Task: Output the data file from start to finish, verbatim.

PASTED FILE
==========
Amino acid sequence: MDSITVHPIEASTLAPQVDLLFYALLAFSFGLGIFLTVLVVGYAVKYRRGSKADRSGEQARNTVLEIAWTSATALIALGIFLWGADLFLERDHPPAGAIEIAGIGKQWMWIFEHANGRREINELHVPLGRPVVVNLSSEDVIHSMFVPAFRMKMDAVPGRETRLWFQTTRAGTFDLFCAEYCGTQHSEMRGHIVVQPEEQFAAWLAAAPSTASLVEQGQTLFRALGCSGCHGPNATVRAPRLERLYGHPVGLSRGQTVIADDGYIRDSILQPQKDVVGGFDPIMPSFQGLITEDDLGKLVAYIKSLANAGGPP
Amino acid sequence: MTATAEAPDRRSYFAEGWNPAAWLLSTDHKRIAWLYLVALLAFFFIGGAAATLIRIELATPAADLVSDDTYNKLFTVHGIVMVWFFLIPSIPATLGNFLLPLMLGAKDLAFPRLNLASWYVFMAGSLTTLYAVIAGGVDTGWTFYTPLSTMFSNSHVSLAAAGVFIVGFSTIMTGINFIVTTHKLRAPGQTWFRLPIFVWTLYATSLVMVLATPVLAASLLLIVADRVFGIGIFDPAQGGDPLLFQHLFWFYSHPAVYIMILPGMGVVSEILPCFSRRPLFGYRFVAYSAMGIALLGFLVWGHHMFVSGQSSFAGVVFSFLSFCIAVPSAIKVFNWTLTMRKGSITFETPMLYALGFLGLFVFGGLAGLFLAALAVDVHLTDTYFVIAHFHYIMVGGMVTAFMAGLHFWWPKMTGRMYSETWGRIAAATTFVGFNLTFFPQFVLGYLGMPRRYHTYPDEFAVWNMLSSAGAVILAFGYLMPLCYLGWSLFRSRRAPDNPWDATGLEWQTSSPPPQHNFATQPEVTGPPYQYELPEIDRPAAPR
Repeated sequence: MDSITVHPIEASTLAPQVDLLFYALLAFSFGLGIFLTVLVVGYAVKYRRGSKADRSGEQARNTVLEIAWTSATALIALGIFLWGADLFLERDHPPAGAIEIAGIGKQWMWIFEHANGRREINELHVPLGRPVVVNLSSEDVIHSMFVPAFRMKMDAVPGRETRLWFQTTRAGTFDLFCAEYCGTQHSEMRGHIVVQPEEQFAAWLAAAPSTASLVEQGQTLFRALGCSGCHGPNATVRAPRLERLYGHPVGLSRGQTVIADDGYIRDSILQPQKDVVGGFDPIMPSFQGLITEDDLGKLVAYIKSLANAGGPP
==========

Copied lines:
Amino acid sequence: MDSITVHPIEASTLAPQVDLLFYALLAFSFGLGIFLTVLVVGYAVKYRRGSKADRSGEQARNTVLEIAWTSATALIALGIFLWGADLFLERDHPPAGAIEIAGIGKQWMWIFEHANGRREINELHVPLGRPVVVNLSSEDVIHSMFVPAFRMKMDAVPGRETRLWFQTTRAGTFDLFCAEYCGTQHSEMRGHIVVQPEEQFAAWLAAAPSTASLVEQGQTLFRALGCSGCHGPNATVRAPRLERLYGHPVGLSRGQTVIADDGYIRDSILQPQKDVVGGFDPIMPSFQGLITEDDLGKLVAYIKSLANAGGPP
Amino acid sequence: MTATAEAPDRRSYFAEGWNPAAWLLSTDHKRIAWLYLVALLAFFFIGGAAATLIRIELATPAADLVSDDTYNKLFTVHGIVMVWFFLIPSIPATLGNFLLPLMLGAKDLAFPRLNLASWYVFMAGSLTTLYAVIAGGVDTGWTFYTPLSTMFSNSHVSLAAAGVFIVGFSTIMTGINFIVTTHKLRAPGQTWFRLPIFVWTLYATSLVMVLATPVLAASLLLIVADRVFGIGIFDPAQGGDPLLFQHLFWFYSHPAVYIMILPGMGVVSEILPCFSRRPLFGYRFVAYSAMGIALLGFLVWGHHMFVSGQSSFAGVVFSFLSFCIAVPSAIKVFNWTLTMRKGSITFETPMLYALGFLGLFVFGGLAGLFLAALAVDVHLTDTYFVIAHFHYIMVGGMVTAFMAGLHFWWPKMTGRMYSETWGRIAAATTFVGFNLTFFPQFVLGYLGMPRRYHTYPDEFAVWNMLSSAGAVILAFGYLMPLCYLGWSLFRSRRAPDNPWDATGLEWQTSSPPPQHNFATQPEVTGPPYQYELPEIDRPAAPR
Repeated sequence: MDSITVHPIEASTLAPQVDLLFYALLAFSFGLGIFLTVLVVGYAVKYRRGSKADRSGEQARNTVLEIAWTSATALIALGIFLWGADLFLERDHPPAGAIEIAGIGKQWMWIFEHANGRREINELHVPLGRPVVVNLSSEDVIHSMFVPAFRMKMDAVPGRETRLWFQTTRAGTFDLFCAEYCGTQHSEMRGHIVVQPEEQFAAWLAAAPSTASLVEQGQTLFRALGCSGCHGPNATVRAPRLERLYGHPVGLSRGQTVIADDGYIRDSILQPQKDVVGGFDPIMPSFQGLITEDDLGKLVAYIKSLANAGGPP